In Adam’s words, a successful business story is forward-looking and has something that is “a little difficult to figure out.” But technical prowess isn’t enough on its own—a story must matter to outsiders as well, and inspire them. “There is a certain level of stakes that I need to show. Even if I think this is really cool, and every lab scientist I know thinks this is amazing, that is not enough [to convince an editor].”

Adam receives up to 30 or 40 pitches a day and tries to get back to the people he knows, and gravitates toward news that is relevant and tailored to his beat. Still, he says, many of these pitches end up in the trash, because they’re not relevant, not personalized, or fail to offer a fresh take on the subject.

 

"Do I want to be the fifth person to report on whatever?” he said. “No, I definitely don't."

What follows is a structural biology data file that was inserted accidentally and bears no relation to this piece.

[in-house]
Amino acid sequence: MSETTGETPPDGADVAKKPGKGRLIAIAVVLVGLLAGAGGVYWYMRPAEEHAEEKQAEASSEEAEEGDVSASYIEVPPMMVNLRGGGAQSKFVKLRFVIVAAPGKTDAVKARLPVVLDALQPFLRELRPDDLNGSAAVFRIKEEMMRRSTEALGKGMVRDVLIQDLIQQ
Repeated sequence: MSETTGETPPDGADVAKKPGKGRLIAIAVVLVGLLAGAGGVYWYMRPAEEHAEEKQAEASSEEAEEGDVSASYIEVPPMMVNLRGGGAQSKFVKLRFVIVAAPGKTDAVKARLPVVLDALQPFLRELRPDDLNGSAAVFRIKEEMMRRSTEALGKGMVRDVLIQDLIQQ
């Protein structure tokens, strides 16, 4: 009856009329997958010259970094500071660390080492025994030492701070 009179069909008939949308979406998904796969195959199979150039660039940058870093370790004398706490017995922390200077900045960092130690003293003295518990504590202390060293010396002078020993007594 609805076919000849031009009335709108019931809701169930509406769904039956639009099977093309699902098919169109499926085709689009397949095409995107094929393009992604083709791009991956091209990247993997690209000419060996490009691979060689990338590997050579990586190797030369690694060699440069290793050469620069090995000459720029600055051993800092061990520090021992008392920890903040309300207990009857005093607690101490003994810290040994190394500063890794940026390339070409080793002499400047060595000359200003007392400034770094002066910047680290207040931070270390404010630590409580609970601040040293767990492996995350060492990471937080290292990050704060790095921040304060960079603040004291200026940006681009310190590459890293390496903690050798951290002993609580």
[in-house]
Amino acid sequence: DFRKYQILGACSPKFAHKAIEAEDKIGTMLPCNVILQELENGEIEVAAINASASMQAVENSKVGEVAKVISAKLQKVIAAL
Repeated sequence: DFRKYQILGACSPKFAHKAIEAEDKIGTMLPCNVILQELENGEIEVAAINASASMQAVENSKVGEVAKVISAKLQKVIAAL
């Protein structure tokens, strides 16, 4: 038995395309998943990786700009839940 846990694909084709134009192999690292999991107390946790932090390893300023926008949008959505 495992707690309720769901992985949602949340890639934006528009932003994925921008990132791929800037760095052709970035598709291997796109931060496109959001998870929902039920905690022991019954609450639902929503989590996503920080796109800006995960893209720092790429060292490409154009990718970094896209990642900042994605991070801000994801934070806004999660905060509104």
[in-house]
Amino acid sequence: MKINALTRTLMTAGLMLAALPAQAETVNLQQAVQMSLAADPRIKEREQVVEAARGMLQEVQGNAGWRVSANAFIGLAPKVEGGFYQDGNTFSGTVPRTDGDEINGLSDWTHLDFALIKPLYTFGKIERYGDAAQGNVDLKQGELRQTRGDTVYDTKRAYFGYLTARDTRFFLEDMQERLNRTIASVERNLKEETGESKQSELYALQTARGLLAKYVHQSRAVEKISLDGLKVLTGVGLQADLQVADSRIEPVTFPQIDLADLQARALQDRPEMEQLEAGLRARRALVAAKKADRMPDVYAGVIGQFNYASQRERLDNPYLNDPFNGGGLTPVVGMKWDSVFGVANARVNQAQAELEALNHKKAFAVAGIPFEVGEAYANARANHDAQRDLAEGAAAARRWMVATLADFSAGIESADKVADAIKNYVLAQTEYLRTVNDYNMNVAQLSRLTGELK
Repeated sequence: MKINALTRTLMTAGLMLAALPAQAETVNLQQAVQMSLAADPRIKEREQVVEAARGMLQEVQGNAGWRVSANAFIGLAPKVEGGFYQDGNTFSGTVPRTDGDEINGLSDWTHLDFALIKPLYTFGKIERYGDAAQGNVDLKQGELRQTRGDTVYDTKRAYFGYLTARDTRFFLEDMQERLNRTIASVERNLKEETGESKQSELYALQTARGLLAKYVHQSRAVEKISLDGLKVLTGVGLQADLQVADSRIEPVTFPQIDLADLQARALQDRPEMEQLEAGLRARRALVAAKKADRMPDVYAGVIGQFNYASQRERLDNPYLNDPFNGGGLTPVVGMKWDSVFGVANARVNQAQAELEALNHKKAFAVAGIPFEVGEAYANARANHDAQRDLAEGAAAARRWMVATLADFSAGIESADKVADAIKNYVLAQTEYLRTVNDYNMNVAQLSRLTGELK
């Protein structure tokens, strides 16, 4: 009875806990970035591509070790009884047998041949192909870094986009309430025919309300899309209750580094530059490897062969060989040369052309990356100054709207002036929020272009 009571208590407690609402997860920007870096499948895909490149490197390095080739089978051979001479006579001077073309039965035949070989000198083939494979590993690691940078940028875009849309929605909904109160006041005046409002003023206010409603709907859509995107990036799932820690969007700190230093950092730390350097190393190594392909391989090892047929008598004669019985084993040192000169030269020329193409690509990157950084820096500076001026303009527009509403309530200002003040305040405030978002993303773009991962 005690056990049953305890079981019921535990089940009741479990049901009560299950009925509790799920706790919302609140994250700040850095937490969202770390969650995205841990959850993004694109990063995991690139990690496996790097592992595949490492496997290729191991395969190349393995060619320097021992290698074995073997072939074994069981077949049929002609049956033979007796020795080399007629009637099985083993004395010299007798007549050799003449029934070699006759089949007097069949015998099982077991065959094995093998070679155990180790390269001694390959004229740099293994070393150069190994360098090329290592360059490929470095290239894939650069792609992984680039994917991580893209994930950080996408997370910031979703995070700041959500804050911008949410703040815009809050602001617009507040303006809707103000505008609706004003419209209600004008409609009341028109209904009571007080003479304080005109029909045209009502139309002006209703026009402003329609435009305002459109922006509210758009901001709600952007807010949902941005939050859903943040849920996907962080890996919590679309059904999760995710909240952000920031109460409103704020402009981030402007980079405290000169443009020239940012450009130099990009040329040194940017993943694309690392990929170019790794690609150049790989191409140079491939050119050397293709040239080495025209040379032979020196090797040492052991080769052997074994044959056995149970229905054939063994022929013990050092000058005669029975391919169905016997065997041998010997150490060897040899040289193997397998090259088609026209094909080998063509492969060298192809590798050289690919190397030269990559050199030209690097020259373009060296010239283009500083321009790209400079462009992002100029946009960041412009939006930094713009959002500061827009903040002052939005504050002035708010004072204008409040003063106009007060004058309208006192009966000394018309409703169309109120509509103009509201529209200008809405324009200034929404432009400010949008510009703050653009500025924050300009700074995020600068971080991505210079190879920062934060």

Offering an early conversation “where [the business is] ready to talk about [the news], but not everyone knows about it, is definitely the sweet spot.”

<split-lines>"Do I want to be the fifth person to report on [a topic]? No, I definitely don't."<split-lines>

Conversations—Not Sales Pitches—Generate the Best Story Ideas

Adam gets some of his best story ideas from people he has known for a while and keeps in touch with. He loves to catch up with scientists, business people and investors a couple of times a year to talk about what’s hot in their areas of expertise. These conversations aren’t about pitching news or “selling something,” but more so catching up with interesting personalities that he’s met through his reporting.